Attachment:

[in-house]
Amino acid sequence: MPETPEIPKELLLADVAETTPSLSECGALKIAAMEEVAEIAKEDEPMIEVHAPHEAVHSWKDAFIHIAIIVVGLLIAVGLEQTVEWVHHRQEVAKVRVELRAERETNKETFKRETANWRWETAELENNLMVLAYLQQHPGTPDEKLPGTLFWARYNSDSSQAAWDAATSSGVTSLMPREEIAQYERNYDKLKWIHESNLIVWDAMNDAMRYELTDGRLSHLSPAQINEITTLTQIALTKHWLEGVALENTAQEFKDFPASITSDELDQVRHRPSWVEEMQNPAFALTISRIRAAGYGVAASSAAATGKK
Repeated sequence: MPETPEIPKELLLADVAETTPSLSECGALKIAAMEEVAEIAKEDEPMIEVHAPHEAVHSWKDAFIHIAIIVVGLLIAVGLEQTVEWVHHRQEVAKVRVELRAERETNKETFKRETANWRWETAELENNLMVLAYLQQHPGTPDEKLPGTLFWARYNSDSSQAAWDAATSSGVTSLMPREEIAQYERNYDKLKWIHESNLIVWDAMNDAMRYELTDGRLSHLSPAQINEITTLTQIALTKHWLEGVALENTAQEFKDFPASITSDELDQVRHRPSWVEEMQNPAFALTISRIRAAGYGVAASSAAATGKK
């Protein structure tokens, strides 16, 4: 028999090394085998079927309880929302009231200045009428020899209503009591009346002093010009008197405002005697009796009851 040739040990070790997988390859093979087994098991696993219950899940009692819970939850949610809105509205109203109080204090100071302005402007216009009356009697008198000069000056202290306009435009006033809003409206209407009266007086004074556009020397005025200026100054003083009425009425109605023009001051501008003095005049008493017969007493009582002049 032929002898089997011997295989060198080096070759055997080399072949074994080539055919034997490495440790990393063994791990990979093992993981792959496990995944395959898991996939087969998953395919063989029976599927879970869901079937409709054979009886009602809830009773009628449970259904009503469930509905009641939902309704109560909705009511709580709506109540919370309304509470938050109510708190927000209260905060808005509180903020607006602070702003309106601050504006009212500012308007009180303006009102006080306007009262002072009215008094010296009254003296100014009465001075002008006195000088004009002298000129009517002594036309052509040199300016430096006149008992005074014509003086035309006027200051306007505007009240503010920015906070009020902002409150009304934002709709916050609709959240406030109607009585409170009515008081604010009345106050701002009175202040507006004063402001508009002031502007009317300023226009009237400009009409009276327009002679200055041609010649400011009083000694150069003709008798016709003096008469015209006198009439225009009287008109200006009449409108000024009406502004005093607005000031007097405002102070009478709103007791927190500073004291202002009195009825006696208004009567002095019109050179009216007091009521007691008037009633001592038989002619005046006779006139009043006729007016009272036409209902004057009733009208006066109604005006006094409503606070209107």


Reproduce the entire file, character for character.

[in-house]
Amino acid sequence: MPETPEIPKELLLADVAETTPSLSECGALKIAAMEEVAEIAKEDEPMIEVHAPHEAVHSWKDAFIHIAIIVVGLLIAVGLEQTVEWVHHRQEVAKVRVELRAERETNKETFKRETANWRWETAELENNLMVLAYLQQHPGTPDEKLPGTLFWARYNSDSSQAAWDAATSSGVTSLMPREEIAQYERNYDKLKWIHESNLIVWDAMNDAMRYELTDGRLSHLSPAQINEITTLTQIALTKHWLEGVALENTAQEFKDFPASITSDELDQVRHRPSWVEEMQNPAFALTISRIRAAGYGVAASSAAATGKK
Repeated sequence: MPETPEIPKELLLADVAETTPSLSECGALKIAAMEEVAEIAKEDEPMIEVHAPHEAVHSWKDAFIHIAIIVVGLLIAVGLEQTVEWVHHRQEVAKVRVELRAERETNKETFKRETANWRWETAELENNLMVLAYLQQHPGTPDEKLPGTLFWARYNSDSSQAAWDAATSSGVTSLMPREEIAQYERNYDKLKWIHESNLIVWDAMNDAMRYELTDGRLSHLSPAQINEITTLTQIALTKHWLEGVALENTAQEFKDFPASITSDELDQVRHRPSWVEEMQNPAFALTISRIRAAGYGVAASSAAATGKK
């Protein structure tokens, strides 16, 4: 028999090394085998079927309880929302009231200045009428020899209503009591009346002093010009008197405002005697009796009851 040739040990070790997988390859093979087994098991696993219950899940009692819970939850949610809105509205109203109080204090100071302005402007216009009356009697008198000069000056202290306009435009006033809003409206209407009266007086004074556009020397005025200026100054003083009425009425109605023009001051501008003095005049008493017969007493009582002049 032929002898089997011997295989060198080096070759055997080399072949074994080539055919034997490495440790990393063994791990990979093992993981792959496990995944395959898991996939087969998953395919063989029976599927879970869901079937409709054979009886009602809830009773009628449970259904009503469930509905009641939902309704109560909705009511709580709506109540919370309304509470938050109510708190927000209260905060808005509180903020607006602070702003309106601050504006009212500012308007009180303006009102006080306007009262002072009215008094010296009254003296100014009465001075002008006195000088004009002298000129009517002594036309052509040199300016430096006149008992005074014509003086035309006027200051306007505007009240503010920015906070009020902002409150009304934002709709916050609709959240406030109607009585409170009515008081604010009345106050701002009175202040507006004063402001508009002031502007009317300023226009009237400009009409009276327009002679200055041609010649400011009083000694150069003709008798016709003096008469015209006198009439225009009287008109200006009449409108000024009406502004005093607005000031007097405002102070009478709103007791927190500073004291202002009195009825006696208004009567002095019109050179009216007091009521007691008037009633001592038989002619005046006779006139009043006729007016009272036409209902004057009733009208006066109604005006006094409503606070209107």